Overall, the rapidly growing North American market is already forecast to exceed the more established Asian space. NewZoo predicts that industry revenue for North America will exceed $409 million in 2019 compared to $210.3 million in China.    

And the future looks to be even brighter, with eSports set to be more popular than most traditional sports in the near future. Activate predicts that by 2021, more Americans will watch eSports (84 million) than Major League baseball (79 million) or the NBA (63 million).

2. Alternative payments are a good fit for US eSports fans

Who are these millions of eSports fans? Surveying the Barclays Center during the Grand Final, it’s evident that the audience trends younger and the gender balance skews towards males.

According to NewZoo’s 2018 report, around a third (31%) of US fans are women, while the majority (69%) are men. A significant proportion of male fans are still teenagers (10%), while the vast majority are Gen Z and Millennials (62% are aged 20-34), with less than a third (28%) over 35.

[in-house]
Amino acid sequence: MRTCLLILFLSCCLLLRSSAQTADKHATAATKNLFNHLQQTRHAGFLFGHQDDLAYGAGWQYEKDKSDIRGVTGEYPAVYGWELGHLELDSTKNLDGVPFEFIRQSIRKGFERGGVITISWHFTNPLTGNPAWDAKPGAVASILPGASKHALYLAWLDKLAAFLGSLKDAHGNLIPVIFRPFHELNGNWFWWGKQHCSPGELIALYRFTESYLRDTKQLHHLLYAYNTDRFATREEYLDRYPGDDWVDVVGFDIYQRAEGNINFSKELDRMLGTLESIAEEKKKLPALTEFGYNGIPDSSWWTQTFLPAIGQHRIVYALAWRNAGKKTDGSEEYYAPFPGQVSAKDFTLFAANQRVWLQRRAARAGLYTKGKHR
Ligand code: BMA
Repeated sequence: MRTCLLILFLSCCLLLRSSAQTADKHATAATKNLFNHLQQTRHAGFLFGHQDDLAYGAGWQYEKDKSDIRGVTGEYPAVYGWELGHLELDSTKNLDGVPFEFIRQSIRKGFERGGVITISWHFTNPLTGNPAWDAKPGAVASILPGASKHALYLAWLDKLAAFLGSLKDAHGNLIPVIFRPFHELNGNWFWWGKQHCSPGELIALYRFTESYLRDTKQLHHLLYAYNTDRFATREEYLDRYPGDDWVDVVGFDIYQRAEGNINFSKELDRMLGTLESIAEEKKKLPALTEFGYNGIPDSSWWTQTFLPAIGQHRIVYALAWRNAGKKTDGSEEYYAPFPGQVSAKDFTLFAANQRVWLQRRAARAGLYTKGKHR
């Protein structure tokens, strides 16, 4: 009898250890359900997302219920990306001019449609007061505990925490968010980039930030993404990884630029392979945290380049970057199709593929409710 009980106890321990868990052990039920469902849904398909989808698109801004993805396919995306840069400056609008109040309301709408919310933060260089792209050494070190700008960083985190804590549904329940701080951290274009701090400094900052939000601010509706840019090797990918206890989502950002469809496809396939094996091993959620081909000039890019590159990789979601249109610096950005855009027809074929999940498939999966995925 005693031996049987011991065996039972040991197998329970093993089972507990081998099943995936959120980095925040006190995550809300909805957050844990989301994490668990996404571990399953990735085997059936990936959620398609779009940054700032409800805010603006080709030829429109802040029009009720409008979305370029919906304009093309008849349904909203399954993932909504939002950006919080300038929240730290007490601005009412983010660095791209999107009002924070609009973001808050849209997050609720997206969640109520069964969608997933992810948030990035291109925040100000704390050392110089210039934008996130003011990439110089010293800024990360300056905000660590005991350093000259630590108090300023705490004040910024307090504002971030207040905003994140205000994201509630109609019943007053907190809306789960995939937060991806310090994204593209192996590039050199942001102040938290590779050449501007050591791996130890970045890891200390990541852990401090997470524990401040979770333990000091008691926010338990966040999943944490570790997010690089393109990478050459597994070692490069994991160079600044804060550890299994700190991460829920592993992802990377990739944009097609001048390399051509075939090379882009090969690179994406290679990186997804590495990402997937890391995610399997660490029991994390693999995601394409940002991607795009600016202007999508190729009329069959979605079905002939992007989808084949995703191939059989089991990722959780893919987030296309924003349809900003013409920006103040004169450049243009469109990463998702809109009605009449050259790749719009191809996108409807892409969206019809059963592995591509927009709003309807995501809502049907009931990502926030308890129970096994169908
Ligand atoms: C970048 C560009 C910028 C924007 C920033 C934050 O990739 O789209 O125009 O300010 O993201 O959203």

The young bias of US eSports fans suggests that they are a natural audience for alternative payments. Teenage fans in particular have less access to mainstream financial products such as credit cards for both online and offline purchases. To support financial inclusion, prepaid online payment solutions such as paysafecard, online cash replacement solutions and even mobile wallets like Apple Pay can allow digitally-savvy fans to buy eSports merchandise safely and securely – both online and off. As an alternative payment method, paysafecard in particular is also notable for its simplicity. US consumers simply purchase the 16-digit voucher in denominations of $10, $25, $50 or even $100 at a convenience store or retailer, and then input the PIN online to make a purchase with a merchant.